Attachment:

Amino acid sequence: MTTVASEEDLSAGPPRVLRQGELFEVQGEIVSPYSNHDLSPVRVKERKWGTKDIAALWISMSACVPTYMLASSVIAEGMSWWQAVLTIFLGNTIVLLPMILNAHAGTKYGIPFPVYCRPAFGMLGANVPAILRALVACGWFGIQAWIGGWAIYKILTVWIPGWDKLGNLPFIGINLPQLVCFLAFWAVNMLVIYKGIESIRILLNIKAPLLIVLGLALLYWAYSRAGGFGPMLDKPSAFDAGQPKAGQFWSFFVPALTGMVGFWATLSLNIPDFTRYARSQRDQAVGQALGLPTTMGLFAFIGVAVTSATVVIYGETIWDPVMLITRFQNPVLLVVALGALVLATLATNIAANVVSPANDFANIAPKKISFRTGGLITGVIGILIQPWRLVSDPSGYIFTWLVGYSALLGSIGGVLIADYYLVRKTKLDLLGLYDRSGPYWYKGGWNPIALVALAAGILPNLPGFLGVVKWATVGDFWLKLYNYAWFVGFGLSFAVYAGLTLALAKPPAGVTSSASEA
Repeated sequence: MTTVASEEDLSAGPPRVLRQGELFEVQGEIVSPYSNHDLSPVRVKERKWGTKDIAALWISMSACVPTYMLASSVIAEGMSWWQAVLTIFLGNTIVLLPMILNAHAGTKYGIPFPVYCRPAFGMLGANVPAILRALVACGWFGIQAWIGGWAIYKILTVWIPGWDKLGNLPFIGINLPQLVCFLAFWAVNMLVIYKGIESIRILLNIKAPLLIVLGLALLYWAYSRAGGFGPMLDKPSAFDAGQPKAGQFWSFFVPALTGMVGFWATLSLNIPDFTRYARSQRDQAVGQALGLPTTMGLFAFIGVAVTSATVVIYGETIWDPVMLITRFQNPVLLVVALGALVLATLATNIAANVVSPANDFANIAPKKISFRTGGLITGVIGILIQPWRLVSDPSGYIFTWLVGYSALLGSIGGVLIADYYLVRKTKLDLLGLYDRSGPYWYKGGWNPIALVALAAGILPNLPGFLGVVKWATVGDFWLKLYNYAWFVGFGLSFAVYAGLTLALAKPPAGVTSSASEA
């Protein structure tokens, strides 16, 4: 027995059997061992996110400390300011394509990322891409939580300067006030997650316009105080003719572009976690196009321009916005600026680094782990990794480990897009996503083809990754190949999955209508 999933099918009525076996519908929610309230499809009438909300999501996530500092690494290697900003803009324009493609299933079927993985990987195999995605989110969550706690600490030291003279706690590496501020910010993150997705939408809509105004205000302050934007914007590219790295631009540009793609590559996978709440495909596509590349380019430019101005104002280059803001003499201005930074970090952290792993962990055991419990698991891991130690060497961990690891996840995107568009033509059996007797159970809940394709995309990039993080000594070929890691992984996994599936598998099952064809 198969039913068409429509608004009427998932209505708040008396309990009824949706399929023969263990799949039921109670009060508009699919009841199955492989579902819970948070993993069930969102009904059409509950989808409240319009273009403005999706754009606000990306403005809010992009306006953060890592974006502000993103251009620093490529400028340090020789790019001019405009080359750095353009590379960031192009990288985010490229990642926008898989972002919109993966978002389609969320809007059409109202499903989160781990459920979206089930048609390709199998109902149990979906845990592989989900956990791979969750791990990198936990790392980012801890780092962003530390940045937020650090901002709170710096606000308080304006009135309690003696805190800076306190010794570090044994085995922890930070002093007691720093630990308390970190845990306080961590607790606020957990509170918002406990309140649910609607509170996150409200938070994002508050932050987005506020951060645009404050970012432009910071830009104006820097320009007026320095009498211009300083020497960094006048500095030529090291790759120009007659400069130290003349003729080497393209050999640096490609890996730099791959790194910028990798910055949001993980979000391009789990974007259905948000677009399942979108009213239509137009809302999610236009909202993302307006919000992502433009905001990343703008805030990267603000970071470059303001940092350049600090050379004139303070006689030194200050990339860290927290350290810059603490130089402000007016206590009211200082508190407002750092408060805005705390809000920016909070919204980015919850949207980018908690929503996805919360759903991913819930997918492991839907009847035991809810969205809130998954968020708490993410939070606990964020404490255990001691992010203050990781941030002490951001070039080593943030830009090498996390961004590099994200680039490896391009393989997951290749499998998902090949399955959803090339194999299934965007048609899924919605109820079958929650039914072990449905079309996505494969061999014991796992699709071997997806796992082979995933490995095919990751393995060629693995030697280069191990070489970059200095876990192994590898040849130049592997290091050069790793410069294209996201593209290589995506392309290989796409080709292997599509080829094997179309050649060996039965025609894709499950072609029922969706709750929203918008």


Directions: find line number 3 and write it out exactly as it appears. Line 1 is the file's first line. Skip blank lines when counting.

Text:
């Protein structure tokens, strides 16, 4: 027995059997061992996110400390300011394509990322891409939580300067006030997650316009105080003719572009976690196009321009916005600026680094782990990794480990897009996503083809990754190949999955209508 999933099918009525076996519908929610309230499809009438909300999501996530500092690494290697900003803009324009493609299933079927993985990987195999995605989110969550706690600490030291003279706690590496501020910010993150997705939408809509105004205000302050934007914007590219790295631009540009793609590559996978709440495909596509590349380019430019101005104002280059803001003499201005930074970090952290792993962990055991419990698991891991130690060497961990690891996840995107568009033509059996007797159970809940394709995309990039993080000594070929890691992984996994599936598998099952064809 198969039913068409429509608004009427998932209505708040008396309990009824949706399929023969263990799949039921109670009060508009699919009841199955492989579902819970948070993993069930969102009904059409509950989808409240319009273009403005999706754009606000990306403005809010992009306006953060890592974006502000993103251009620093490529400028340090020789790019001019405009080359750095353009590379960031192009990288985010490229990642926008898989972002919109993966978002389609969320809007059409109202499903989160781990459920979206089930048609390709199998109902149990979906845990592989989900956990791979969750791990990198936990790392980012801890780092962003530390940045937020650090901002709170710096606000308080304006009135309690003696805190800076306190010794570090044994085995922890930070002093007691720093630990308390970190845990306080961590607790606020957990509170918002406990309140649910609607509170996150409200938070994002508050932050987005506020951060645009404050970012432009910071830009104006820097320009007026320095009498211009300083020497960094006048500095030529090291790759120009007659400069130290003349003729080497393209050999640096490609890996730099791959790194910028990798910055949001993980979000391009789990974007259905948000677009399942979108009213239509137009809302999610236009909202993302307006919000992502433009905001990343703008805030990267603000970071470059303001940092350049600090050379004139303070006689030194200050990339860290927290350290810059603490130089402000007016206590009211200082508190407002750092408060805005705390809000920016909070919204980015919850949207980018908690929503996805919360759903991913819930997918492991839907009847035991809810969205809130998954968020708490993410939070606990964020404490255990001691992010203050990781941030002490951001070039080593943030830009090498996390961004590099994200680039490896391009393989997951290749499998998902090949399955959803090339194999299934965007048609899924919605109820079958929650039914072990449905079309996505494969061999014991796992699709071997997806796992082979995933490995095919990751393995060629693995030697280069191990070489970059200095876990192994590898040849130049592997290091050069790793410069294209996201593209290589995506392309290989796409080709292997599509080829094997179309050649060996039965025609894709499950072609029922969706709750929203918008």